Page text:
Travel time can be ‘work time’ for employees with no fixed base
The European Court of Justice (ECJ) has ruled that if employees don’t have a fixed place of work then the time they spend travelling from home to their first job of the day should be classed as work time.
The same principle applies to the time spent travelling back home after the last job of the day.
The issue arose out of a case involving engineers at a security company in Spain called Tyco. The company closed its regional offices and asked workers to travel from home to their allocated jobs in different locations. It said travel time to the first job of the day and back from last one should be considered as rest time. The engineers argued that it was work time.
The ECJ has ruled in their favour. It said: "The fact that the workers begin and finish the journeys at their homes stems directly from the decision of their employer to abolish the regional offices and not from the desire of the workers themselves.
"Requiring them to bear the burden of their employer's choice would be contrary to the objective of protecting the safety and health of workers pursued by the directive, which includes the necessity of guaranteeing workers a minimum rest period."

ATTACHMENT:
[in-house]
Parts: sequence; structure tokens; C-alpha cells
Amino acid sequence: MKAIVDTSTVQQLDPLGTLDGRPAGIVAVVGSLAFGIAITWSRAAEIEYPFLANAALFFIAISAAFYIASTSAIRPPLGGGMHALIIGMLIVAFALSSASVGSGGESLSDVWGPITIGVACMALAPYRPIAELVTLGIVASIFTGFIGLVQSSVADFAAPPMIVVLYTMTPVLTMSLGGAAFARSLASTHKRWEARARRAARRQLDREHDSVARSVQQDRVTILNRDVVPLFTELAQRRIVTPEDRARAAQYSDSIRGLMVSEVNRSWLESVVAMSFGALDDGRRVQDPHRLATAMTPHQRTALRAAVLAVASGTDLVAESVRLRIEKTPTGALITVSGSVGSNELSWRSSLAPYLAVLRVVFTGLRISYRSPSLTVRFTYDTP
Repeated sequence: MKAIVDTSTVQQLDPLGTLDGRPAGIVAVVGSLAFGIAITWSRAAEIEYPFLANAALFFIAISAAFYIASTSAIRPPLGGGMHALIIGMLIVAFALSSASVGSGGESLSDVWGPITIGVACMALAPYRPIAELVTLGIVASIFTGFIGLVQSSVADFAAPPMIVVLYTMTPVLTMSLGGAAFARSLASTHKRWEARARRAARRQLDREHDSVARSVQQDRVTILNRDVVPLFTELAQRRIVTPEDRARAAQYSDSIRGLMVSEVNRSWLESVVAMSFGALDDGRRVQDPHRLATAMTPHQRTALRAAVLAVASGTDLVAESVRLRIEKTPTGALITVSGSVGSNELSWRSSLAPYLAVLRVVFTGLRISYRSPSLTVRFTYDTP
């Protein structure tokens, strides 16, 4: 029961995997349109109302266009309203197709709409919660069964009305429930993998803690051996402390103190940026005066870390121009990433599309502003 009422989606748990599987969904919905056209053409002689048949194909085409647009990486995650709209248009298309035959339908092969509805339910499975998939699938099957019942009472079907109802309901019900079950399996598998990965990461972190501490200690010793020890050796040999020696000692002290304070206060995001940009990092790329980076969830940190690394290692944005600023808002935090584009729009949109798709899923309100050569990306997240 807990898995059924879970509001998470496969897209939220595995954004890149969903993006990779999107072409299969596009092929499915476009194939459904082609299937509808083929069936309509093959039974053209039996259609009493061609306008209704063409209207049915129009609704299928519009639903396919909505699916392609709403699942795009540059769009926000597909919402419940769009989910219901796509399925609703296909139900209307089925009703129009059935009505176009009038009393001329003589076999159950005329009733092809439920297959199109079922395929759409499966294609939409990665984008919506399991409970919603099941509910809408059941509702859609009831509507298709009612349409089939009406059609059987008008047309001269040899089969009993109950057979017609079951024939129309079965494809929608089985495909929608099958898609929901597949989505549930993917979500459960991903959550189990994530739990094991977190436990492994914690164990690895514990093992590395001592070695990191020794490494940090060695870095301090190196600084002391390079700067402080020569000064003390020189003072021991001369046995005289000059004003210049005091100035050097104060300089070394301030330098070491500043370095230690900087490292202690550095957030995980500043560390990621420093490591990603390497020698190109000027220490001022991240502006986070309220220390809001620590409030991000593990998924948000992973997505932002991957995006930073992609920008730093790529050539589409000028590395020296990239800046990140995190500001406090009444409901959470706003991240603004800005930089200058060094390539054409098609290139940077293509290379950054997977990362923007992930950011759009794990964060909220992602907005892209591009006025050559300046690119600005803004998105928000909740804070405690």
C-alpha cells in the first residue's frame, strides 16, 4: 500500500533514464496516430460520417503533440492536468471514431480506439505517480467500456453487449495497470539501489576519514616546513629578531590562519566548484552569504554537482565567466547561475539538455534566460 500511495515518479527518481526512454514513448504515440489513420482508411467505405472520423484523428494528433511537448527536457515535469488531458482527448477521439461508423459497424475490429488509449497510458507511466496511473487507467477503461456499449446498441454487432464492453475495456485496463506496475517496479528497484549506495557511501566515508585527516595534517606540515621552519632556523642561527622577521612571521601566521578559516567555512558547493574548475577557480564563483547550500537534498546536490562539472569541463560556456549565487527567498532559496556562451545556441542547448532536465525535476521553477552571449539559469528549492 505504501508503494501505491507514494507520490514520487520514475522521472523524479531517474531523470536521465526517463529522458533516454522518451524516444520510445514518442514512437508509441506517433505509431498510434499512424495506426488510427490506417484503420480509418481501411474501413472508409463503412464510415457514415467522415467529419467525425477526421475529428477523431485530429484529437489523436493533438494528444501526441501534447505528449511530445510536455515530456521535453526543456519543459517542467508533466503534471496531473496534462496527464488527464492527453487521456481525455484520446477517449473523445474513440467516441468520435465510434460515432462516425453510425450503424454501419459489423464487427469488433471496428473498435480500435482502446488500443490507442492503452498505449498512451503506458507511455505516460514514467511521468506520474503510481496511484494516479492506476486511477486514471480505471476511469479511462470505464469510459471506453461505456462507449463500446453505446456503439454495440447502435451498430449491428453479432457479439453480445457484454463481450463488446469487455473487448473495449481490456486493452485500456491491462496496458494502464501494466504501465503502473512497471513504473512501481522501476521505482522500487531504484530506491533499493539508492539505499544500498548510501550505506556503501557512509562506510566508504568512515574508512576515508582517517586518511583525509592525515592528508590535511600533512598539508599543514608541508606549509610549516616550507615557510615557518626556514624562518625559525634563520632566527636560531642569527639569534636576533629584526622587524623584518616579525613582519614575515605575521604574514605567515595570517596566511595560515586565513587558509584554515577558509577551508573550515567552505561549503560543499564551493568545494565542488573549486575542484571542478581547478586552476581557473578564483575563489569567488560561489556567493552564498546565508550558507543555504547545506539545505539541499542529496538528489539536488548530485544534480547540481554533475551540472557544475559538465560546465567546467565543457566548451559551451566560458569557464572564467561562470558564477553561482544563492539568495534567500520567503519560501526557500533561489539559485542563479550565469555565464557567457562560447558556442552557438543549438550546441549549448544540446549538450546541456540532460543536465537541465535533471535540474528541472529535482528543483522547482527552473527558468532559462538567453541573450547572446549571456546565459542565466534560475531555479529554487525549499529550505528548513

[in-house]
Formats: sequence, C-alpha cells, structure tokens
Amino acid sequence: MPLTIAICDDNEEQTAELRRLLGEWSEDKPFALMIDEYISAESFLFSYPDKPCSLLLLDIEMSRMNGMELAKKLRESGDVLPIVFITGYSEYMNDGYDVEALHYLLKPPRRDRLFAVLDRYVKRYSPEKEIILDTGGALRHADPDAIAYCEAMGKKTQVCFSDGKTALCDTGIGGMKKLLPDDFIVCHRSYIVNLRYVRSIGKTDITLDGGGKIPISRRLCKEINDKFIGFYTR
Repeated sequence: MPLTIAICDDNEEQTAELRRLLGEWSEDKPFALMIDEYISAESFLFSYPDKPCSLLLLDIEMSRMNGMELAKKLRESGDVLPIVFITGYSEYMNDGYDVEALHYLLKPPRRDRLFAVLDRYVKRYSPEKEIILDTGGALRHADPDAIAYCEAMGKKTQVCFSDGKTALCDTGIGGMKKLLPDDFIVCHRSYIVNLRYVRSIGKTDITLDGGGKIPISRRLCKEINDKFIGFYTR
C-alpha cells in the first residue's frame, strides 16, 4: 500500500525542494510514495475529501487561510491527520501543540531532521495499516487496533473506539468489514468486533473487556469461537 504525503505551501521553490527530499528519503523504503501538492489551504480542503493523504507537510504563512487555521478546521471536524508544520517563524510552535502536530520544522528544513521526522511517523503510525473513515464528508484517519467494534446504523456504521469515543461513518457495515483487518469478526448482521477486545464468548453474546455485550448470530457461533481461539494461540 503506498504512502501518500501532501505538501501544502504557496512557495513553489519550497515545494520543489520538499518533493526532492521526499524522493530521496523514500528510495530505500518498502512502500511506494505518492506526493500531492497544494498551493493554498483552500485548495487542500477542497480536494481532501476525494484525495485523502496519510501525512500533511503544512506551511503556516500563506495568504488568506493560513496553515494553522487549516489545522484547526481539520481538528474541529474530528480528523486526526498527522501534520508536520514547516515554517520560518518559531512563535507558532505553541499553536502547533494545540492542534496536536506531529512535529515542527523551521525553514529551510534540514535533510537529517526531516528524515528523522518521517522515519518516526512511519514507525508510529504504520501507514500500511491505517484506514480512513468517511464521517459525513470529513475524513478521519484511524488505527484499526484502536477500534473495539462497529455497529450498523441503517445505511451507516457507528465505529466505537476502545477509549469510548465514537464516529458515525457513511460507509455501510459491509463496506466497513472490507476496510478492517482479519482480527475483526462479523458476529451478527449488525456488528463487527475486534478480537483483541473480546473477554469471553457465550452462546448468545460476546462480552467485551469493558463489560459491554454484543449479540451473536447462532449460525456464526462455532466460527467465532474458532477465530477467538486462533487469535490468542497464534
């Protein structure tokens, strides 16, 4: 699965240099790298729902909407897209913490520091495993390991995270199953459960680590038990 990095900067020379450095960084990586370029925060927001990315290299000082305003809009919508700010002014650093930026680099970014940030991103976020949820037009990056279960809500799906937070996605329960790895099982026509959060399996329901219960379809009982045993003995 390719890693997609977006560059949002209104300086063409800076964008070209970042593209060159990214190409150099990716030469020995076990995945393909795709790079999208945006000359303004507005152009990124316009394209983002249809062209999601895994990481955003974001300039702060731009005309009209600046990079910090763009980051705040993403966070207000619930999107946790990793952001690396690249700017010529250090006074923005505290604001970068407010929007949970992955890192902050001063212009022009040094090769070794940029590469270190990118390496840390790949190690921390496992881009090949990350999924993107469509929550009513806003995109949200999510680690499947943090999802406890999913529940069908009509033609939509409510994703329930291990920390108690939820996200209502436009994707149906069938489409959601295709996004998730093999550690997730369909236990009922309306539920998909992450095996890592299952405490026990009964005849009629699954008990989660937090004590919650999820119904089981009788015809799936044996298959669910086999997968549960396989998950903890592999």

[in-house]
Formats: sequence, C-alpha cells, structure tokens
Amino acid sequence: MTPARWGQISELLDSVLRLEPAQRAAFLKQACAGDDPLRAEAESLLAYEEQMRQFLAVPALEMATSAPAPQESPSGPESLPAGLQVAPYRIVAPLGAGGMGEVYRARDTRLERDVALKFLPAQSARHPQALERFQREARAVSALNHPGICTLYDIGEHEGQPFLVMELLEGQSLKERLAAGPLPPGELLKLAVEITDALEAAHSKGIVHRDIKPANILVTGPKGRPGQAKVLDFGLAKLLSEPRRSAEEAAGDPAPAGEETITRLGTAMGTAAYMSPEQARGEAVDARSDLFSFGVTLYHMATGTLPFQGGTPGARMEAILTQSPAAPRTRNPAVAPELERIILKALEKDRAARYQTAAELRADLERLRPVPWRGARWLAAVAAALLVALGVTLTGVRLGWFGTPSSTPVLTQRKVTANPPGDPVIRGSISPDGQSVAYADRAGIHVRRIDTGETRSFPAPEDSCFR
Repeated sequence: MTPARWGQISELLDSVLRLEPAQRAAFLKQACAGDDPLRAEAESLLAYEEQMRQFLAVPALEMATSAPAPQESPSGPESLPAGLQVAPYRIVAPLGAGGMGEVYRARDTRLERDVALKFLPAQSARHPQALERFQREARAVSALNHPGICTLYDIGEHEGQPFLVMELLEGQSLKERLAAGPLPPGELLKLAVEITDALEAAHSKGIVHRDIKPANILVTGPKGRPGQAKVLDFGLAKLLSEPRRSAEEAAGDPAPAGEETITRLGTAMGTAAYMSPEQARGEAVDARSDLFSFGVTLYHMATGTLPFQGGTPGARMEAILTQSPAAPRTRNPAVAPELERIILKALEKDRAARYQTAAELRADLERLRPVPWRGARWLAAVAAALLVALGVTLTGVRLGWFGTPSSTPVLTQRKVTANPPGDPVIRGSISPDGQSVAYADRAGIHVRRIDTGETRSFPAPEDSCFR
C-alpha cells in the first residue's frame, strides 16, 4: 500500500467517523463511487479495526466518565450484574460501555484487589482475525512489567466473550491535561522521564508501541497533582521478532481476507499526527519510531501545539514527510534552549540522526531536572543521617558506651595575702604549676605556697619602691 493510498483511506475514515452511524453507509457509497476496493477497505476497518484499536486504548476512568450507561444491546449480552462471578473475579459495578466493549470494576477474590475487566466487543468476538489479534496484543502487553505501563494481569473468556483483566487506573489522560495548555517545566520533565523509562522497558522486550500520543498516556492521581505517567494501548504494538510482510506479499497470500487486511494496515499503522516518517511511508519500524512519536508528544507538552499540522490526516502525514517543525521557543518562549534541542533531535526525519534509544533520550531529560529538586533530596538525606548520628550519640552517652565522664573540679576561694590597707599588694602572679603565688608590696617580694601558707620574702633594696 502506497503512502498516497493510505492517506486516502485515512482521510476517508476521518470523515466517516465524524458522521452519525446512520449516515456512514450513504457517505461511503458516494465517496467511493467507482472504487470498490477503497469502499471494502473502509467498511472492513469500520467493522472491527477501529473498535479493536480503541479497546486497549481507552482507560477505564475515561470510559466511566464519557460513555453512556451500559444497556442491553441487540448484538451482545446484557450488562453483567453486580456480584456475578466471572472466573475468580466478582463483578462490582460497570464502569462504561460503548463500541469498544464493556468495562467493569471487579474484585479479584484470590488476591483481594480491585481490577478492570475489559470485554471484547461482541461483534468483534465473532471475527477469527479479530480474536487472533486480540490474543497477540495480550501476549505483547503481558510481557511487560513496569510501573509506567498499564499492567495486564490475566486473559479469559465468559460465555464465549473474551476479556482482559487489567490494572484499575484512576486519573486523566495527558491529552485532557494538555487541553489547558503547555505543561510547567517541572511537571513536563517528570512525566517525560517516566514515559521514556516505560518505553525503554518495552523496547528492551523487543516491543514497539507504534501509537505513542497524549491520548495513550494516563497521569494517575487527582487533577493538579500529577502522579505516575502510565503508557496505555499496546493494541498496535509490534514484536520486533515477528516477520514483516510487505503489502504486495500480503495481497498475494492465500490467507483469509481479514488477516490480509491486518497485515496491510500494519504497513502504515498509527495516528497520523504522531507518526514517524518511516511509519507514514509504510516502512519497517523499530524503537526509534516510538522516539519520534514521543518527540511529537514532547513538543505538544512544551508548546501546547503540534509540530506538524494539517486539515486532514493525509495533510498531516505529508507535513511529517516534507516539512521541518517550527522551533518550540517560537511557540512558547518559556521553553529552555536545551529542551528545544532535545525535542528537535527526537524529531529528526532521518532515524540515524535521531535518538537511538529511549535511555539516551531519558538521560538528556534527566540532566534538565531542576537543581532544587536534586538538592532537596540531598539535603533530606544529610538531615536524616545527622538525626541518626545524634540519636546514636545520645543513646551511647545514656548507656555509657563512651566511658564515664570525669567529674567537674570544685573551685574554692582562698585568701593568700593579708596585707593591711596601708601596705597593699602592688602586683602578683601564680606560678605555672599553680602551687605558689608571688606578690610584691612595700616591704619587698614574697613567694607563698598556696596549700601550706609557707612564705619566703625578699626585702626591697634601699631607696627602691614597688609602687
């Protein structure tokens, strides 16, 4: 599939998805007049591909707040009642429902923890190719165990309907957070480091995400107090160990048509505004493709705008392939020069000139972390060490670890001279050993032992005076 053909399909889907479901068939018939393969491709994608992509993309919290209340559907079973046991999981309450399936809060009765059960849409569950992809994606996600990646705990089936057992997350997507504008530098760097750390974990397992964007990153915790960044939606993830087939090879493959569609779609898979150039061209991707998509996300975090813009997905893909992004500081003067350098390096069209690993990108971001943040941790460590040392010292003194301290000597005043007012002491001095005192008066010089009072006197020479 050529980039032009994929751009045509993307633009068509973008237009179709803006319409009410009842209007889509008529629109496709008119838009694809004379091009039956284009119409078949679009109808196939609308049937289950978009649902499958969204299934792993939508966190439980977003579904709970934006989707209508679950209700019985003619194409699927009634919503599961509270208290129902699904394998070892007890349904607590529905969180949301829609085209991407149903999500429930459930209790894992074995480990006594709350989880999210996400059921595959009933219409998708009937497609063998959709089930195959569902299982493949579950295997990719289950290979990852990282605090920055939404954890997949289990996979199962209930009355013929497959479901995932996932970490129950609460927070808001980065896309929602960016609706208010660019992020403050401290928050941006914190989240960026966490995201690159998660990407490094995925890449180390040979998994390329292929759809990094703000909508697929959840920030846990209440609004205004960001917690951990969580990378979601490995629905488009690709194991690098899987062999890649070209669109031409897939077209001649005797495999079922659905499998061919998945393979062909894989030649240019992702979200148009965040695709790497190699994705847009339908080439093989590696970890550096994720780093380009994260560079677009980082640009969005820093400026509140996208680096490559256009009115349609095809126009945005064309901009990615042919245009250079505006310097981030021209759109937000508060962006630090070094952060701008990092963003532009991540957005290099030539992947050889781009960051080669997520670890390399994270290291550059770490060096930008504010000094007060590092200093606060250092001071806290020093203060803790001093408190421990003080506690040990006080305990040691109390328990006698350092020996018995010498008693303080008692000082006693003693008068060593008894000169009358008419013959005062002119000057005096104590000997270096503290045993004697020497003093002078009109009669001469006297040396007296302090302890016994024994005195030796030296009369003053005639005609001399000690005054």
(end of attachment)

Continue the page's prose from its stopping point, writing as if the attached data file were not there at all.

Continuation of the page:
“During the necessary travelling time – which generally cannot be shortened – the workers are…not able to use their time freely and pursue their own interests.
“Where workers do not have a fixed or habitual place of work, the time spent by those workers travelling each day between their homes and the premises of the first and last customers designated by their employer constitutes working time.”
The ruling affects all companies in the European Union including the UK because it is based on the EU Working Time Arrangement. Of course, the ruling does not affect employees who have a fixed workplace.
Employers may wish to review their pay structures to ensure they are not breaching working time regulations.
Please contact Robert Bedford if you would like more information about the issues raised in this article or any aspect of employment law.